Nor can we ignore the particular ways in which scientific law or regularity is expressed in the field of biology. The complexity of living processes (in which chance, fact and contingency must be taken into account) leads us to an elusive and constantly changing reality that marks a distance from physics or chemistry (John Dupré, Stephen Jay Gould, etc.).

Finally, in addition to the nomological character of reality, this special issue does not leave out the debates on the guiding principles (-ἀρχή-) that predetermine the course and behaviour of matter (and which even lead us to speculations of a metaphysical or religious nature, such as the supposed action of a divine legislator - René Descartes), Robert Boyle, Isaac Newton -, natural selection or chance) or, on the other hand, the problem (repeatedly emphasised since Aristotle) of the supposed inherent finality, natural teleology or teleonomy of natural reality.

The International Journal of Environmental Epistemology "Cosmotheoros" invites submissions for this special issue devoted to nature from the perspective of science, including philosophical, aesthetic, historical, symbolic, sociological, ethical, epistemological, religious, etc. approaches.  The following are some possible topics (although they are not limiting):

·      Metaphors of cosmic order (from the "book" to the "engineering laboratory").

·      Language, boundary and law in the history of science.

·      The historical change of order in astronomy: from the cosmos to the universe.

·  The problem of substance and process in living matter (John Dupré and the Stanford School).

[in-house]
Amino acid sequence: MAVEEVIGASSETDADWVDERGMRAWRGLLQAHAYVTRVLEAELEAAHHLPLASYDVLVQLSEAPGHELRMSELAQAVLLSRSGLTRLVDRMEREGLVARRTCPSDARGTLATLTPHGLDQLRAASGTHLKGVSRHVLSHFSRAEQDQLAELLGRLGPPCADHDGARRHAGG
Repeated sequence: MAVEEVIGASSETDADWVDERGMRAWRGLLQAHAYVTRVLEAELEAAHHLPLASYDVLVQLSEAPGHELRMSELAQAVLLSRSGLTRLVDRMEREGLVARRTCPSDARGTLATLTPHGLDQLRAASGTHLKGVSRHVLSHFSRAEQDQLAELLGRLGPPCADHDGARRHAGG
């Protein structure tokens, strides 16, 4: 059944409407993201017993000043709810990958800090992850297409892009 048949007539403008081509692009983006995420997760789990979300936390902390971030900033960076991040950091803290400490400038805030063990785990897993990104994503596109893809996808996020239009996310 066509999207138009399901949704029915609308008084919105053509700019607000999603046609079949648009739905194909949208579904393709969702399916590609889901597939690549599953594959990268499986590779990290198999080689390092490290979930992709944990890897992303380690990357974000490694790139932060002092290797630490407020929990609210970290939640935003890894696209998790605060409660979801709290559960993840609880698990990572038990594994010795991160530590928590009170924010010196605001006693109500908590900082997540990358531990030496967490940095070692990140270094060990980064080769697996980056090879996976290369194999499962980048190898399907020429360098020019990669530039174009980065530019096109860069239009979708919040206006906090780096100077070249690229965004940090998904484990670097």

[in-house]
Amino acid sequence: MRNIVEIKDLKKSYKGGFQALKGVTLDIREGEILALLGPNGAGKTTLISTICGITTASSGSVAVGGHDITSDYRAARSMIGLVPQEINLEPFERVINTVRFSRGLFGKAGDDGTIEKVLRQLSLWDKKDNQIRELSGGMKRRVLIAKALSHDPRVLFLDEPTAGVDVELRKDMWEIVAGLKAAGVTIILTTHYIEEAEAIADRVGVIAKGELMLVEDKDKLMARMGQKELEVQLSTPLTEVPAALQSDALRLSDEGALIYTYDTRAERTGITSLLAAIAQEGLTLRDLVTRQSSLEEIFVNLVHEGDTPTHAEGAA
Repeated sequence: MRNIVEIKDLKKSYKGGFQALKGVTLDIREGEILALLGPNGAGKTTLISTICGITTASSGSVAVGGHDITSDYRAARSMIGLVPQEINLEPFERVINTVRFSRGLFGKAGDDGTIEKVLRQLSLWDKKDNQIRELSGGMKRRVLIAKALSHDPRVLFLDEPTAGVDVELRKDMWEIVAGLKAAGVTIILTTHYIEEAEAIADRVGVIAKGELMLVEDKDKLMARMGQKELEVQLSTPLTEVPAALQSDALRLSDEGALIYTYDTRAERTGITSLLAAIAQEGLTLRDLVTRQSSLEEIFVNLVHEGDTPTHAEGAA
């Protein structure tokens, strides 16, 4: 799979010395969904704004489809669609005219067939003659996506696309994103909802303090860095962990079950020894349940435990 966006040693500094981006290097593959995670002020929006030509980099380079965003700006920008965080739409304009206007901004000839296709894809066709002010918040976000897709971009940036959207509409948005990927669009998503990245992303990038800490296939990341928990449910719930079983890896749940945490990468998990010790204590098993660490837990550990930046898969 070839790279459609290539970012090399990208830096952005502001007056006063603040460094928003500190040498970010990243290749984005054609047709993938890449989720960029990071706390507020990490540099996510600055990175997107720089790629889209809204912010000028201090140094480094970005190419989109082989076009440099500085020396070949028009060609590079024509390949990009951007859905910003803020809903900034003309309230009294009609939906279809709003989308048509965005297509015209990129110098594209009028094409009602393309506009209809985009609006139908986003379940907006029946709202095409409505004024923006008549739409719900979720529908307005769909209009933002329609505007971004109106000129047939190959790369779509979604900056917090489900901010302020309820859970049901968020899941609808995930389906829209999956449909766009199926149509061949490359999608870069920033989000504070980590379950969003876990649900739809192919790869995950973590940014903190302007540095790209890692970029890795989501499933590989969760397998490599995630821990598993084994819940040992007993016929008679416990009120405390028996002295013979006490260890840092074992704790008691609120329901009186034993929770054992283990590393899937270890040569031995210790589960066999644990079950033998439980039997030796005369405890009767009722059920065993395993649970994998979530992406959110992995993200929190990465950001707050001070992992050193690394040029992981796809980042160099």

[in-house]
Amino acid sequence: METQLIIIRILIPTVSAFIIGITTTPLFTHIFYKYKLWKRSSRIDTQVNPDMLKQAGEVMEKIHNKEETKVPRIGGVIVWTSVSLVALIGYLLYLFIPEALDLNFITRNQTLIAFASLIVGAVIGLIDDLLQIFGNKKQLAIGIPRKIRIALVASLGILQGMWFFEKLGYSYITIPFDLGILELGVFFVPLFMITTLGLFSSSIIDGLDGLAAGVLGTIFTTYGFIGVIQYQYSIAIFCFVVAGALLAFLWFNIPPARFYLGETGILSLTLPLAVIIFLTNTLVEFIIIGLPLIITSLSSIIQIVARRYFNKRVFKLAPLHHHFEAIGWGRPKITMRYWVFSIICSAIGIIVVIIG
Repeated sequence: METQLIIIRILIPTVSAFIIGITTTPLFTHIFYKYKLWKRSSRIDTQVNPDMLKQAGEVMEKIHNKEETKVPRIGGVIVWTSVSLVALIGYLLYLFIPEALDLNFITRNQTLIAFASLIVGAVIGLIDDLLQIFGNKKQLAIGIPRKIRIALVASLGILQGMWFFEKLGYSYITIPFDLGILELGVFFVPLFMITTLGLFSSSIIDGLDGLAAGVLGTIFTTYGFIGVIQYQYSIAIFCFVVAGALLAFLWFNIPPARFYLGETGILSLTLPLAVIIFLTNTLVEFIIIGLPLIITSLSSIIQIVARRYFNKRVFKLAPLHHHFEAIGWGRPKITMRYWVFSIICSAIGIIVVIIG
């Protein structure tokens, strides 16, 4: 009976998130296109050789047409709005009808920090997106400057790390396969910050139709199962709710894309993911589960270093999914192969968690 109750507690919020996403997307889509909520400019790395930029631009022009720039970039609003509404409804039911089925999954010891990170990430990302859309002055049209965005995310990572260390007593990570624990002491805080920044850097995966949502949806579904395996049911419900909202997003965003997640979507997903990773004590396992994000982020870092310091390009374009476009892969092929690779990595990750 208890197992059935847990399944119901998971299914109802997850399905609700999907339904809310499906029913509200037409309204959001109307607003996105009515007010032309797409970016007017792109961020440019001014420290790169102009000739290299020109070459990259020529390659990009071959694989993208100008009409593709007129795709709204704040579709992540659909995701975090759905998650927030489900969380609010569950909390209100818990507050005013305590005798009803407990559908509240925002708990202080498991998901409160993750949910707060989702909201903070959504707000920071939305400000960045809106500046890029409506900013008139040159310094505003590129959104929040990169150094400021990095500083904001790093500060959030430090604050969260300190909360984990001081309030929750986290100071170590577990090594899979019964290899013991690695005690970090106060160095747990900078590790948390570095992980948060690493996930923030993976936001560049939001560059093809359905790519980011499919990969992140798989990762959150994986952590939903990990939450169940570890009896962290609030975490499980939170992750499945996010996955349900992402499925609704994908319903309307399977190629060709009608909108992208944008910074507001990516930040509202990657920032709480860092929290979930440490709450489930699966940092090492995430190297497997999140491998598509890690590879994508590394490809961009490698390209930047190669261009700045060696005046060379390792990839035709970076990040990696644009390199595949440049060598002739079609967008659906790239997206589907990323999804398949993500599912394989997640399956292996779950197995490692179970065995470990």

·      Nominalism, realism, and idealism in the emergence of modern science.

·  Teleologies in science: from anthropic principles to the Gaia hypothesis.

· The natural order beyond Earth: on terraforming, stellar laboratories and "extraterrestrial civilisations" (from Huygens and Fontenelle to modern astrobiology).

·  The problem of morphogenesis in the history of biology and physics.

·      The hidden language of nature: number and form (symmetries, fractals and non-ideal deviations).

·  The experimental phenomenology of law: different worlds, different laws.

·  The metaphysical problem of the guiding principle of natural regularity (God, natural selection, autopoiesis and "the clock and other artificial mechanisms").

·  The multiple order of nature. The journey through scale (from micro to macro).

·  The predictability of laws and the modelling of the world (from determinism to stochastic laws).

·  Degrees of certainty in natural behaviour. Order within order (azar, chaos, and complexity).

· Reality through the explanatory programme of the "new mechanism" (Peter Machamer, Lindley Darden, Carl F. Craver, etc.).

·    The renegades of scientific law (Nancy Cartwright, etc.).

·The possibility of reversibility of natural law and "time travel" (entropy, philosophical time and scientific time).

·  The breakdown of the natural order: on catastrophes, singularities and teratologies.

The deadline for submission of papers is as follows:

27 May 2024 via [email protected].

For further information, please contact the journal editors:

Carlos Hugo Sierra:

[email protected]

Nicolás Jiménez Iguarán:

[email protected]

Submission guidelines: